Philly Tech Week 2014

Every year Philadelphia has a week-long celebration of tech events called Philly Tech Week. Last year my friend Sonia and I had a braille street art table. This year they had around 1300 events. You could not go to everything even if you wanted to. I went on the Chevrolet Innovation Tour, participated on a panel about the aging and the disabled, and went to the inauguration of N3RD Street.

The week began with the Chevrolet Innovation Tour. I found it very funny that Chevrolet sponsored the event, and right below that the page says that transportation will not be provided. Fortunately my friend Sonia helped organize a panel so got the VIP treatment and invited me along. We started at the Comcast accessibility lab. I have come here several times because they host the Philly Accessibility Forum there. Andrew Larkin and his blind boss Tom Lwodkowski demonstrated their spoken interface. Comcast will make the first fully accessible set-top box, and as much as their customer service sucks their accessibility programmers wants to do good work. They also demonstrated eye-tracking technology. It made a great way to start the tour. I already felt inspired.

The VIP treatment meant we got transportation. We took a big comfortable SUV to the nanofabrication lab at Penn. They told us about the work they do with genetics and nanocircuitry. Sonia liked the puppy learning research they do. We then walked in this glass area which overhangs the street. You could feel the slight movements from people walking and the wind.

We decided to switch things up and take a different car this time. We chose a Volt, Chevrolet’s hybrid electric car. We enjoyed learning about it from our driver. The tour took us to Nextfab Studio, a maker space. I just thought they did 3-D printing, but they have machines for doing all kinds of things, such as wood work, metal work, textiles, even a photo room. They can fabricate anything you might need to manufacture a prototype. I felt very excited about this. For a long time I have wanted to make some kind of computer for the blind but have lacked the resources. Now we have a place that does it all right here in the city! I also met the creator of a really cool 3-D printed model of City Hall. We will talk more in the future.

We liked the Volt so much we decided to take it to the final stop on the tour, Indy Hall. It felt good to end up there. Alex talked about the space and they had free beer of course. I felt very satisfied and went home.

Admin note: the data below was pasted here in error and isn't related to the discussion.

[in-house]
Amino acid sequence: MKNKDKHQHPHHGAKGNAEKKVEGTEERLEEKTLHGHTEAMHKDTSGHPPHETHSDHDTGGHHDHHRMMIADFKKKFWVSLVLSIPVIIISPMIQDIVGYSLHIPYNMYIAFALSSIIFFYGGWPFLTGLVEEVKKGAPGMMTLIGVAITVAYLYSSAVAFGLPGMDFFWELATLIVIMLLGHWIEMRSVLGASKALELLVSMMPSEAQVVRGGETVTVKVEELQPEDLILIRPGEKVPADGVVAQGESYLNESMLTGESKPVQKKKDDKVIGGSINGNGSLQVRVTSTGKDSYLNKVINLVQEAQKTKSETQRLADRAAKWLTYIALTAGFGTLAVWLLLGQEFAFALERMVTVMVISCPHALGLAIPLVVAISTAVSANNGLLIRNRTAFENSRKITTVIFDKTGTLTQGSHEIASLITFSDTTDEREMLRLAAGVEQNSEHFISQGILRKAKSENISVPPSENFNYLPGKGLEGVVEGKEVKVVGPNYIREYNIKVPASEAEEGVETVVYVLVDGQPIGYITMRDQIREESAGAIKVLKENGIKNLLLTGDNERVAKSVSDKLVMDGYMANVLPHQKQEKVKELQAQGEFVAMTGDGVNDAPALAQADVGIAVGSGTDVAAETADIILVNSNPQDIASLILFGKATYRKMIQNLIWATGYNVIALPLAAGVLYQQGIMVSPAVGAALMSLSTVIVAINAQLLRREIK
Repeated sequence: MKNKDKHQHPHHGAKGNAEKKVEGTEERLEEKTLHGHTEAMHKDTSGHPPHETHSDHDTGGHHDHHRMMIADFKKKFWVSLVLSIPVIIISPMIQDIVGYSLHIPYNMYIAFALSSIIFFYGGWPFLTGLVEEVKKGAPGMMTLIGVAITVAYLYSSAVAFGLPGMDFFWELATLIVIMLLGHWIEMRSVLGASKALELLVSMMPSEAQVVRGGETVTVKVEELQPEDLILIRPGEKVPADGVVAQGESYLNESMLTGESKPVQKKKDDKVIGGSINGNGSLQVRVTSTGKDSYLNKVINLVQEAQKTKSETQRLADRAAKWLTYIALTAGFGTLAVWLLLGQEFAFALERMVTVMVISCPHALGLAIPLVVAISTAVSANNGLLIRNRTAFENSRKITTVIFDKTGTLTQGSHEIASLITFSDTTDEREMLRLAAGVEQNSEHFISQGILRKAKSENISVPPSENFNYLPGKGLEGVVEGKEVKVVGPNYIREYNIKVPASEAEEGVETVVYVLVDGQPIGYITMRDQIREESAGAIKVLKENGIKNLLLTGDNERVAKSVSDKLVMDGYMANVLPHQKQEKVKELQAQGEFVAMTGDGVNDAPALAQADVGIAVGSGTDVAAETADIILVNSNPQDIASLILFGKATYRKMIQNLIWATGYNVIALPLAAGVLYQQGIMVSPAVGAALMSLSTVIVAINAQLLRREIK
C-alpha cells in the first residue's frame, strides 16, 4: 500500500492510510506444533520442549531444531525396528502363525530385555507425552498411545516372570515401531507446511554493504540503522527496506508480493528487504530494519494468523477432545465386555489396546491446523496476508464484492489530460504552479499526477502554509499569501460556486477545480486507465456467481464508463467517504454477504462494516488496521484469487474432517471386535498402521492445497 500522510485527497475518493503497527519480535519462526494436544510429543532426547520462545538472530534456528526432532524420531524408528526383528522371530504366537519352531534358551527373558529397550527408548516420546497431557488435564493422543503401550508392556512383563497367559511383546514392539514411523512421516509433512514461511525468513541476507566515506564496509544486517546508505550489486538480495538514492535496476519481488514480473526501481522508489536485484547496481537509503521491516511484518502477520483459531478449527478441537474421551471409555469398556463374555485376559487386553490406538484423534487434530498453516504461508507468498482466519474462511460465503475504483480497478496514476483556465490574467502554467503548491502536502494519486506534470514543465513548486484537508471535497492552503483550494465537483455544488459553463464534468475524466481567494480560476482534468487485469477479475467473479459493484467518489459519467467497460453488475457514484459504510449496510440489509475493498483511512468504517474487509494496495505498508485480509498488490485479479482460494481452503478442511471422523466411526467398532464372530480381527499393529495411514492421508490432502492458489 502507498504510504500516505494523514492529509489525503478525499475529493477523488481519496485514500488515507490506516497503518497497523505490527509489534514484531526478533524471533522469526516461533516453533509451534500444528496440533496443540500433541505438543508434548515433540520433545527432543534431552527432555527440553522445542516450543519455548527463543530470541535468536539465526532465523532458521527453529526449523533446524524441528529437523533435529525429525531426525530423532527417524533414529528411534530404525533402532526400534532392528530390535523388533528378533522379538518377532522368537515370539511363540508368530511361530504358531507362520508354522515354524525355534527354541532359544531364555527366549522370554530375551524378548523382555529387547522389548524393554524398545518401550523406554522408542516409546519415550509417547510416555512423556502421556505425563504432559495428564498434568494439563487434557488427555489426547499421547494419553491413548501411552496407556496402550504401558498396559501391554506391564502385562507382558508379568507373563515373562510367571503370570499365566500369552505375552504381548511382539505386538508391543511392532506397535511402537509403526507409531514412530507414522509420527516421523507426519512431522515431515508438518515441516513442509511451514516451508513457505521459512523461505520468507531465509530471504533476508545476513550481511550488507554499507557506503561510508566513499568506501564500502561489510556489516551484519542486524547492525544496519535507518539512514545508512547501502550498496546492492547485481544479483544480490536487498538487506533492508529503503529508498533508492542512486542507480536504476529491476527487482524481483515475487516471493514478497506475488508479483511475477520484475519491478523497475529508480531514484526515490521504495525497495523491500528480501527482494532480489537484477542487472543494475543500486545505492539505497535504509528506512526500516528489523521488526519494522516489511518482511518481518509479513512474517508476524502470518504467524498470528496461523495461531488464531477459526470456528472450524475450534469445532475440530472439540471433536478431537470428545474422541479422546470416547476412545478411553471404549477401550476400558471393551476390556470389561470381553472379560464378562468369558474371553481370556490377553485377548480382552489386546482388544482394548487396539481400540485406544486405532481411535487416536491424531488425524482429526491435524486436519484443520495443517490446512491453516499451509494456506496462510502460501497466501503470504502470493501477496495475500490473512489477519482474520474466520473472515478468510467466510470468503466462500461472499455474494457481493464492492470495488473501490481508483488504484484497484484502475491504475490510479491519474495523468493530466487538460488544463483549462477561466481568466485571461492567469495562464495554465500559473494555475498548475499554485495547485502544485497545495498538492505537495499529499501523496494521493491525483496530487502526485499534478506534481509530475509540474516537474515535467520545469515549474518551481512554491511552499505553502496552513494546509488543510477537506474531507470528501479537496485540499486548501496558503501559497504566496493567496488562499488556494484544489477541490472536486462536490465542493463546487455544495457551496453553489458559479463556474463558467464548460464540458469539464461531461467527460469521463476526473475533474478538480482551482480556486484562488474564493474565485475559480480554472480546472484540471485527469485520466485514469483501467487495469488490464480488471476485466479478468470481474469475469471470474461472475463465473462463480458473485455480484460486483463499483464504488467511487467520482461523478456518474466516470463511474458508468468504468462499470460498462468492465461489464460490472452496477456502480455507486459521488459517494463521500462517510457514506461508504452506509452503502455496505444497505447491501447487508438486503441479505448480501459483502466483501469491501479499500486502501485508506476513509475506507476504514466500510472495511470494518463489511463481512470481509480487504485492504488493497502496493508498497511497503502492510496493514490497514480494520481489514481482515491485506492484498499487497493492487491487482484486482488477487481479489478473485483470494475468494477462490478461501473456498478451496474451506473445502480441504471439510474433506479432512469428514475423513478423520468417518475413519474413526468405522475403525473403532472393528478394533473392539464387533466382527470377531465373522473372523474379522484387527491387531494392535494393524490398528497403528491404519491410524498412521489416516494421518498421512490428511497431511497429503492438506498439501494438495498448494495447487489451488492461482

The next night I went to the Philly Accessibility Forum, even though it didn’t technically make up part of Philly Tech Week. It rained but I didn’t know that when I stepped outside without my umbrella. I took a cab there and a security guard escorted me to the elevator. He hit the number, then promptly stepped out, leaving me alone as the great glass elevator rocketed upward. I stepped out and heard nothing. You can’t even get to the lab without a pass. I felt around and found the panel. At least that had braille. I took the elevator back down to the lobby, musing on the irony. Someone else brought me back up and admitted me entrance to the hallway with the lab and found the lab and finally I made it to the accessibility forum.

They did a recap of CSUN, the large conference that takes place every year in San Diego. They promoted the International Association of Accessibility Professionals. They will offer certification among other things. I joined the next day. We also bagged on Google. They gave a presentation about the “accessibility” of Google Drive. “What accessibility?” I asked. Apparently they only tested it with their screen reader ChromeVox, which no one uses. This sums things up in a nutshell. They have tunnel vision, only focusing on their own product. Despite the small gathering we all felt glad we had come.

A month or so ago I met a woman whose husband heard me speak at Ignite Philly. She and a few others would do a panel at Philly Tech Week entitled Tapping into the Invisible Consumer Base. This would make part one of three events. After the panel they would have a focus group to find a few problems with technological solutions. This would culminate in the third event, an accessibility hackathon at the end of May. Yes of course I would like to participate!